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Antimicrobial consumption assessment as a part of infection control surveillance exemplified by bloodstream infection treatment in NICUs
© Różańska et al; licensee BioMed Central Ltd. 2015
Published: 16 June 2015
Newborns are a population in which antibiotic usage is extremely high.
The aim of this study was an assessment of antibiotic usage in BSI treatment in the Polish Neonatology Surveillance Network (PNSN) and determining the possibility of applying this kind of analysis in infection control.
Data were collected between 01.01.2009 and 12.31.2013 in five tertiary academic neonatal intensive care units (NICU) that took part in the PNSN. The PNSN is a prospective national surveillance system for the most relevant infections in the group of very low birth weight (birth weight <1500 g, VLBW) infants in Poland.
Case BSI patients (both: early- and late-onset) were defined according to Gastmeier et al.  with modifications.
The total duration of antibiotic therapy for 773 cases of BSI, which are incorporated into the present analysis, amounted to 14 056 DOTs or 381.6 DDDs.
The median length of antibiotic therapy for a single case of BSI, regardless of microbiological confirmation or its lack, amounted to 8 days; whereas the median consumption expressed in DDD was 0.13. In the case of LC-BSI, median DOT was 8 days, and consumption – 0.12 DDD. Median length of therapy was shorter for unconfirmed cases: 7 days, while the consumption of antibiotics was higher – 0.14 DDD (p<0.0001). High consumption of glycopeptideds expressed in DOTs was observed in studied population.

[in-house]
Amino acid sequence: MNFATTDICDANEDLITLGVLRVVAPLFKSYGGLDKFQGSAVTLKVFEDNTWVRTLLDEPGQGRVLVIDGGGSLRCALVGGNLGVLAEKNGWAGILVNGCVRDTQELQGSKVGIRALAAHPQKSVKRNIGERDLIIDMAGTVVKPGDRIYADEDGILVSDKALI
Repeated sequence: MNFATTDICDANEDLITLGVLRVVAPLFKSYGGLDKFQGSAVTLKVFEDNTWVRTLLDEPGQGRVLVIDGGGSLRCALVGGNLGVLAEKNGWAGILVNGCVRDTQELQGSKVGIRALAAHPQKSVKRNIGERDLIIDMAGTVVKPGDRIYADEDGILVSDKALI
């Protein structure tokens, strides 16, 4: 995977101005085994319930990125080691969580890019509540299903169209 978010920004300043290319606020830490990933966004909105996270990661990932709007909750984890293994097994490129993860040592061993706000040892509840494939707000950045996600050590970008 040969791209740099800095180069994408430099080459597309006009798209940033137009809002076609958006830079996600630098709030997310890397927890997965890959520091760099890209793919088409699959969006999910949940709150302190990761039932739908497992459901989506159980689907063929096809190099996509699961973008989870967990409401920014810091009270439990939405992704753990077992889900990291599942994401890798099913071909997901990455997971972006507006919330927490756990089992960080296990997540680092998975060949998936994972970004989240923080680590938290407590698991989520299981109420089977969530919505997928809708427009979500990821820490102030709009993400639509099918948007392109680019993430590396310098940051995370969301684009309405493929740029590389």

Application of classical methods of microbiological diagnostics significantly reduces the consumption of antibiotics expressed by DDD, however, the high consumption of glycopeptides indicates the necessity of applying rapid diagnostic assays.
Nevertheless, the assessment of antibiotic consumption in neonatal units represents a methodological challenge and requires the use of different measurement tools.
Analysis of antibiotic consumption is an essential component of infection control, especially for NICU patients – for effective planning and reliable evaluation of interrelationships between individual elements of control programs.
Disclosure of interest
This article is published under license to BioMed Central Ltd. This is an Open Access article distributed under the terms of the Creative Commons Attribution License (http://creativecommons.org/licenses/by/4.0), which permits unrestricted use, distribution, and reproduction in any medium, provided the original work is properly cited. The Creative Commons Public Domain Dedication waiver (http://creativecommons.org/publicdomain/zero/1.0/) applies to the data made available in this article, unless otherwise stated.